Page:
Gas2 reports producing hydrocarbon liquids from its small-scale FT pilot plant
2 February 2014
Scottish gas reforming company Gas2 reported achieving a second milestone at its 3 bpd (barrels per day) Wilton Research Centre pilot plant in Teesside, UK. (Earlier post.) By successfully commissioning and starting-up its small-scale Fischer Tropsch (FT) reactor using syngas produced in the syngas reactor, the company has produced hydrocarbon liquids.
The test run success follows that of the syngas reactor which has been operated successfully at a range of operating pressures, showing minimal loss of conversion at higher pressures. The next steps are to optimize the syngas reactor design and run further parametric tests on the FT reactors in preparation for scale-up engineering.
These results are an important step forward in our quest to commercialize Gas2 GTL technology. We are developing a modular system which will offer significant economic and environmental advantages, with higher hydrocarbon conversion rates than existing technologies. Liquid production matched our expectations at this stage and significantly advances our development program. It underlines our belief that Gas 2 has a technology with the potential to disrupt the GTL market and create significant long term value for our commercial partners and future clients.—Mike Fleming, managing director of Gas2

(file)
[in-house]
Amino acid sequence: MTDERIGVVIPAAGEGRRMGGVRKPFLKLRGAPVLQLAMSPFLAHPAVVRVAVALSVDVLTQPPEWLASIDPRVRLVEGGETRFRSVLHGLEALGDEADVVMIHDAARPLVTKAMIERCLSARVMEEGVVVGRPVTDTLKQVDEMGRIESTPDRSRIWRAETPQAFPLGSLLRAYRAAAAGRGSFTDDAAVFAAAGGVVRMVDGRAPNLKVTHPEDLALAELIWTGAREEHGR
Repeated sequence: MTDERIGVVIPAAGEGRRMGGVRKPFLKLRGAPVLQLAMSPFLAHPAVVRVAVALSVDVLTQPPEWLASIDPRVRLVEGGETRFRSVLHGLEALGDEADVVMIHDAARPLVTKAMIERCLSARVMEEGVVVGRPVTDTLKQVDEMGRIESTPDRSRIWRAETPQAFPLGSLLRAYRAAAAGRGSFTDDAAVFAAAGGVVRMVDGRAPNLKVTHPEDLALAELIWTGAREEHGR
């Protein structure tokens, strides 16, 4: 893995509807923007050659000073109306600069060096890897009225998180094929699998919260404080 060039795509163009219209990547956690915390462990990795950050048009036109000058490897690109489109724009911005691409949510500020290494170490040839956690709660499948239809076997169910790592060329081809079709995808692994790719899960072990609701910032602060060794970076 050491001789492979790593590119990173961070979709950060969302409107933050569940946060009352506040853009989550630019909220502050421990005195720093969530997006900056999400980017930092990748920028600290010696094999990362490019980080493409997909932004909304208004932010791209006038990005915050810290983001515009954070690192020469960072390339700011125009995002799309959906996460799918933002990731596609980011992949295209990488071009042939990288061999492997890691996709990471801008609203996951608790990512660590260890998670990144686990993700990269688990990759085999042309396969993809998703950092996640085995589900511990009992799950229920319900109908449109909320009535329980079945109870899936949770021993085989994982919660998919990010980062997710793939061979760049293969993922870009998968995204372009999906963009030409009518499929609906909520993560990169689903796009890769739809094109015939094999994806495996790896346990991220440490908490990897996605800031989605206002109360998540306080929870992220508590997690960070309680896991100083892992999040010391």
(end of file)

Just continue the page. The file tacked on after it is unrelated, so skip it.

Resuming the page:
Aberdeen-based Gas2 has developed a catalytic ceramic-based porous membrane (pMRTM) that is used in its gas reforming reactors and fluid forming (Fischer Tropsch) reactors to create liquid hydrocarbons. This is an alternative technical solution to other developers of small- to medium-scale GTL.
Gas2’s GTL process is a simplified system compared with other available GTL processes, with one potential advantage being the elimination of the intermediate compression stage between syngas and FT reactors, which are an expensive part of other systems. This could play a significant role in driving down capital and operating costs. Operating syngas reactors at higher pressures with minimal loss of conversion is key to intermediate compression elimination.
Gas2 says it is the only gas reforming company to have developed its own complete stand-alone GTL solution on this scale, without being tied to any particular larger industrial partners.
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